Mental health affects us all. Even though everyone’s experience with homelessness is different, there is no doubt that housing security and mental health are linked.
People struggling with mental health challenges are more likely to live in poverty, and poverty leads to significant mental health stress. Poverty, of course, affects a person’s housing. For those who fall into homeless, they are walloped with even more mental health pressures.
Homeless youth face many mental health struggles. Of the 1,103 homeless youth who were surveyed for the Without a Home report, 85.4% experienced a mental health crisis. Additionally, the report identified that the young people who face the most severe mental health challenges also face high levels of discrimination. For example:
About half of homeless youth have also had experience in child welfare system. Even though youth with involvement in the child welfare experience Post Traumatic Stress Disorder (PTSD) at alarming rates, they are often left out of research and discussions about PTSD.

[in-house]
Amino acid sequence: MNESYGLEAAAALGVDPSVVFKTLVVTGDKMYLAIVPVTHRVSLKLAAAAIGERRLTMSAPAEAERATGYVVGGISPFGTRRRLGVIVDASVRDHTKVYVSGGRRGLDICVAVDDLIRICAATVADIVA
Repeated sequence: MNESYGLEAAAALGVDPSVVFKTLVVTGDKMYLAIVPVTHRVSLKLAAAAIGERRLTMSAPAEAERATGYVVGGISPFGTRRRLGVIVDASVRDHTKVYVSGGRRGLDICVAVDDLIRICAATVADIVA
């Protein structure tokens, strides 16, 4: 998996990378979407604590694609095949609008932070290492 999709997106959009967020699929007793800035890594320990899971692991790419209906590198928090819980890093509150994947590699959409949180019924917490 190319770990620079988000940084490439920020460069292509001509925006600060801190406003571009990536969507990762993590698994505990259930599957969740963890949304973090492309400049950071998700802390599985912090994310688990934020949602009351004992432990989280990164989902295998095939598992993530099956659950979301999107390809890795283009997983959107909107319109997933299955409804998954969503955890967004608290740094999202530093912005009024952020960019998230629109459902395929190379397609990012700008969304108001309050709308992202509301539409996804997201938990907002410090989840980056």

Despite all this, youth mental health services are often designed for youth who are stably housed and have solid natural supports like family. What a terrible gap for youth experiencing homelessness.
Homeless youth interact with many systems, so it’s “policy fusion” issue. In other words, if we want to meet their needs, all the sectors that touch the lives of homeless youth must work together.
The Mental Health Care for Homeless Youth, Policy Brief has helpful recommendations about integrating mental health supports into the services homeless youth already access. It calls for prioritizing programs that prevent and quickly end youth homelessness to minimize mental health harms. It also calls for a youth-centric approach that meets diverse youth needs.
We can do it together. Say something:
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